W3C home > Mailing lists > Public > w3c-dist-auth@w3.org > January to March 1998

RE: COPY def'n (was: Comments on draft-ietf-webdav-protocol-06.txt)

From: Dylan Barrell <dbarrell@opentext.ch>
Date: Wed, 18 Feb 1998 21:56:07 +0100
Message-ID: <01BD3CB8.07969500@cassius.opentext.ch>
To: "'ejw@ics.uci.edu'" <ejw@ics.uci.edu>, "'Ralph R. Swick'" <swick@w3.org>
Cc: "w3c-dist-auth@w3.org" <w3c-dist-auth@w3.org>
Maybe you should define copy such that if you copy A to B and then back to A it is octet-for-octet the same as the original A.

Cheers
Dylan


-----Original Message-----
From:	Jim Whitehead [SMTP:ejw@ics.uci.edu]
Sent:	Wednesday, February 18, 1998 7:28 PM
To:	'Ralph R. Swick'
Cc:	w3c-dist-auth@w3.org
Subject:	Re: COPY def'n (was: Comments on draft-ietf-webdav-protocol-06.txt)

On Wednesday, February 18, 1998 4:08 AM, Ralph R. Swick [SMTP:swick@w3.org] 
wrote:
> At 09:15 PM 2/17/98 -0800, Yaron Goland wrote:
> > ... attempts to just define
> >what "octet for octet" even means have utterly failed.
>
> I understand.  My suggestion was to remove those words to avoid the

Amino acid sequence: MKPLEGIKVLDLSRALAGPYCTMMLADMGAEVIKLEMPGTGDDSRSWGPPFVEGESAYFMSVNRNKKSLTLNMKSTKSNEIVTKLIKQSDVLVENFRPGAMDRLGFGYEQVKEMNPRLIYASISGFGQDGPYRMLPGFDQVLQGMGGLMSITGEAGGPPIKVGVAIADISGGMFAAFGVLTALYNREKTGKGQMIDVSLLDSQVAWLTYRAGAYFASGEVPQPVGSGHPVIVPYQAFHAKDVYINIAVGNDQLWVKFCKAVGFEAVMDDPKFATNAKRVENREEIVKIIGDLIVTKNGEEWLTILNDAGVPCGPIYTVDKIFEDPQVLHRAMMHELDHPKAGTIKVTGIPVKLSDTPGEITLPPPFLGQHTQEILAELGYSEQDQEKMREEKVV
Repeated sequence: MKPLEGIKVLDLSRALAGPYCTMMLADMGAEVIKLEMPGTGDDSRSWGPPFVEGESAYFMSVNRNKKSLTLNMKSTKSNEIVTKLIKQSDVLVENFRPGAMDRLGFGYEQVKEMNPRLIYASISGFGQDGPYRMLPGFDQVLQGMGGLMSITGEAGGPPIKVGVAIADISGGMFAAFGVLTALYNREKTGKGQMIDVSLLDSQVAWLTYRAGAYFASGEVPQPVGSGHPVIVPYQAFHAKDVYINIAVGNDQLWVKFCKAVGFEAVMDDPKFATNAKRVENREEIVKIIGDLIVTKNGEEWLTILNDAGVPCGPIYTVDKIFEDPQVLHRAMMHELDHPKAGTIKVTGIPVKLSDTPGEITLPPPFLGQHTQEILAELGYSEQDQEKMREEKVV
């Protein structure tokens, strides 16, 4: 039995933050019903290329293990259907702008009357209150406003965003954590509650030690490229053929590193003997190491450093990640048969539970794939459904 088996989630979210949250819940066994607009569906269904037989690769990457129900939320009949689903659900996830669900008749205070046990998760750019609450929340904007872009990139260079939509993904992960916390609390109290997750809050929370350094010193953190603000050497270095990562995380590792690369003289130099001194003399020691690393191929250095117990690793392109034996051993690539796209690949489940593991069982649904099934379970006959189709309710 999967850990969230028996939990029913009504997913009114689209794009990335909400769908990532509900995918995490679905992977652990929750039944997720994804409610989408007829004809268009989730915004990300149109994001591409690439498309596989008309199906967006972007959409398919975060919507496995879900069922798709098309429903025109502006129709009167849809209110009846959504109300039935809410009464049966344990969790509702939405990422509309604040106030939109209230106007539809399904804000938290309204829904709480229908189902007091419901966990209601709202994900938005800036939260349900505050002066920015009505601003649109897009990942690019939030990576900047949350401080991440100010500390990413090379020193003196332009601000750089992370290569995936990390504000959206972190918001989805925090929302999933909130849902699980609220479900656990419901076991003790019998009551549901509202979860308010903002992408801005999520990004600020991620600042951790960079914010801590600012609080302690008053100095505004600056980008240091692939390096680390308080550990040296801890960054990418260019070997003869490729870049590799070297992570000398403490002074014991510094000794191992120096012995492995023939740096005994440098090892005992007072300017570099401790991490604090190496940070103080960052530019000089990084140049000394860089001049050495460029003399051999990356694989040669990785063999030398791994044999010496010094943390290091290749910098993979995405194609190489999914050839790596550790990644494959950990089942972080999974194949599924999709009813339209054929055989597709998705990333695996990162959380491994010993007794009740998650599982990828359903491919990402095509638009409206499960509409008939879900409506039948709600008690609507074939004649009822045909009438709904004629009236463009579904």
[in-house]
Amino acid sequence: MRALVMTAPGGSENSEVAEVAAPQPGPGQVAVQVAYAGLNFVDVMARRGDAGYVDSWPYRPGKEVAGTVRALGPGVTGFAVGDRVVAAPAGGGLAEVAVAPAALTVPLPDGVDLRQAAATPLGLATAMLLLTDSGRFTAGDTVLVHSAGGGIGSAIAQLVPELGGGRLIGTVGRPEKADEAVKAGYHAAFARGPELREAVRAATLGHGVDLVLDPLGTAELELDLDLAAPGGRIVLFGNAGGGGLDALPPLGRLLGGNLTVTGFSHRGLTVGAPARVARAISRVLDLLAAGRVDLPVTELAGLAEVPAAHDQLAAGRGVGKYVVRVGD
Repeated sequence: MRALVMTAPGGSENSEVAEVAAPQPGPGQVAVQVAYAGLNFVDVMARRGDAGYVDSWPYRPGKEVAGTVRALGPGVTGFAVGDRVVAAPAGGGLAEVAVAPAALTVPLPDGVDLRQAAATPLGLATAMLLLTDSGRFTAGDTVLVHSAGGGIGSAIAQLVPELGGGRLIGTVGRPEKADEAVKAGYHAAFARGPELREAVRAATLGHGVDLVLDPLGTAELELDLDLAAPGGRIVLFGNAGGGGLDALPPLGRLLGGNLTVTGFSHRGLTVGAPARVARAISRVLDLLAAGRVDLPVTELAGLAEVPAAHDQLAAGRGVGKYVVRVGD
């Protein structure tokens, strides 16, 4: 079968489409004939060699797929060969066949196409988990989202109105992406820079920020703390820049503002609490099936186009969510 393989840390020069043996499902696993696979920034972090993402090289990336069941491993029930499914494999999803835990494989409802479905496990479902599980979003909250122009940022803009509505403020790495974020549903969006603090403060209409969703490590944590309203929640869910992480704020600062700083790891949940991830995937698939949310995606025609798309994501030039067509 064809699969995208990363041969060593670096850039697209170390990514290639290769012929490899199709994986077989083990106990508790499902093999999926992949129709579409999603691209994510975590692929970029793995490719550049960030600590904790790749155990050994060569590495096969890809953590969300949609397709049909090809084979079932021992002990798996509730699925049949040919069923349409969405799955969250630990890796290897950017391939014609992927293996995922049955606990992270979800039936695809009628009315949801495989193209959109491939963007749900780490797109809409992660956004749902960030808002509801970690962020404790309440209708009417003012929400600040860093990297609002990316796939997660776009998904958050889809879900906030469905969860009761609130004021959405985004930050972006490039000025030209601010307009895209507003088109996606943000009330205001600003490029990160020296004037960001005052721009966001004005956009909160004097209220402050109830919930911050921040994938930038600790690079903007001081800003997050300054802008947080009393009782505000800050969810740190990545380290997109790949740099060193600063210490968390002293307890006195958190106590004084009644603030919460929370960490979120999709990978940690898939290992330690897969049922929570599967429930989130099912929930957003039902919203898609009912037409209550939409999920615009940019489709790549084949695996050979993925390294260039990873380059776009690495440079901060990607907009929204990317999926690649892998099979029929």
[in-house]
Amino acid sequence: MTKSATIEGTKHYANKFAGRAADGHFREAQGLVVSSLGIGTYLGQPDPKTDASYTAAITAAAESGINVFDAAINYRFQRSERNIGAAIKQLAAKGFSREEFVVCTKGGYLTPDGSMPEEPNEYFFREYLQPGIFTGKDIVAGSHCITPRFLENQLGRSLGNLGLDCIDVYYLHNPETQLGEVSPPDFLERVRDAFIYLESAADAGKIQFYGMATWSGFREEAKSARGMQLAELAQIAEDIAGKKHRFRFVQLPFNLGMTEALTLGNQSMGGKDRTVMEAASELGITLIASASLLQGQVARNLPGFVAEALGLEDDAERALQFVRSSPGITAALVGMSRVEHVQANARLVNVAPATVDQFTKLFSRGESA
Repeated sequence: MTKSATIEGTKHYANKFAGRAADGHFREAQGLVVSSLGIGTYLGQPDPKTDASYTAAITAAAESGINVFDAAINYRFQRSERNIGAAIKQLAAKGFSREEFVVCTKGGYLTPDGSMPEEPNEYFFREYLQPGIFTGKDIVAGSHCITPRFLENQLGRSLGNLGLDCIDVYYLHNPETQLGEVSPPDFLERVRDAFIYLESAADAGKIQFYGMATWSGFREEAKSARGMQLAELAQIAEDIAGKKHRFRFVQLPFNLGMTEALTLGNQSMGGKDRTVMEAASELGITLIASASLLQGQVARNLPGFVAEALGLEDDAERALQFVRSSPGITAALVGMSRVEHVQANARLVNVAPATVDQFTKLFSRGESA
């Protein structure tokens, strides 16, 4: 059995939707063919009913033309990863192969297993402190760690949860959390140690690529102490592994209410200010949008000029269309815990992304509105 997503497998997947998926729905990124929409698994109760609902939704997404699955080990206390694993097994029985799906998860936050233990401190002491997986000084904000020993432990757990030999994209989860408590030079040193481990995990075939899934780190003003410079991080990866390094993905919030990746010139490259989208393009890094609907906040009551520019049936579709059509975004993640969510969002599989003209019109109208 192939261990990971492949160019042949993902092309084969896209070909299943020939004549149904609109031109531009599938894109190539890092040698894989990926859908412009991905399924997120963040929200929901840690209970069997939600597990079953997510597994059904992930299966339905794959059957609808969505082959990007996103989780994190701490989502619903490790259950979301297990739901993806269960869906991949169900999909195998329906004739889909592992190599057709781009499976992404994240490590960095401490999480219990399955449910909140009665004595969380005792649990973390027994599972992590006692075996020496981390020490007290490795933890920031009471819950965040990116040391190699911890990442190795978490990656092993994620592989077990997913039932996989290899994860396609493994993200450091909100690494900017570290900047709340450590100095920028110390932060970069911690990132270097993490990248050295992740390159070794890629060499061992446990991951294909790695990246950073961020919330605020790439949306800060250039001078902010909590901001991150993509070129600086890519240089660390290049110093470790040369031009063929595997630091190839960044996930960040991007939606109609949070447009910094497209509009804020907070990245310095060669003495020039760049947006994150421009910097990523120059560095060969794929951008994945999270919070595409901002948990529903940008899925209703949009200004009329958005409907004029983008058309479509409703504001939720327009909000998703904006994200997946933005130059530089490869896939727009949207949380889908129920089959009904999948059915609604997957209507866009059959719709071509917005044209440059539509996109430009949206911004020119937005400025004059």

> implication that a server that did an "intelligent copy" (whatever
> that may mean to it) is not DAV-compliant.  Move does have the
> same problem as you point out.  I didn't notice any words in the
> description of Move that would restrict an implementation's options
> with respect to modifying the resource in arbitrary ways as a
> side-effect of the Move.

Well, as the main proponent of the "octet-for-octet" language, I seem to be 
taking it on the chin here.  Let me explain my rationale, and why I thought 
(and still think) the octet-for-octet language is OK.

Once the octet for octet language has been removed, there is no way to 
verify that a copy operation has performed correctly.  If you allow the 
server to modify the state of a resource during a copy, then you run into 
the following case:

1. copy A to B
2. copy B to A
A in (1) does not equal A in (2)

If I write a compliance test suite, and I'm trying to verify that a server 
has implemented copy correctly, there are very few assertions which can be 
made about the body of the destination after the copy.  For example, a 
compliance test suite could check for a non-null body on the destination, 
but it couldn't check for matching lengths, or matching contents.

I know (and truly do sympathize) with those who want to perform an 
intelligent move or copy to perform link maintenance.  This isn't a case of 
me not "getting it."  My concern is developing a spec. where the definition 
of copy is more precise than people's intuition of copy.

That said, I do note that the growing consensus of the working group is in 
favor of removing the "octet-for-octet" language from COPY.

- Jim
Received on Wednesday, 18 February 1998 15:53:04 GMT

This archive was generated by hypermail 2.2.0+W3C-0.50 : Tuesday, 2 June 2009 18:43:44 GMT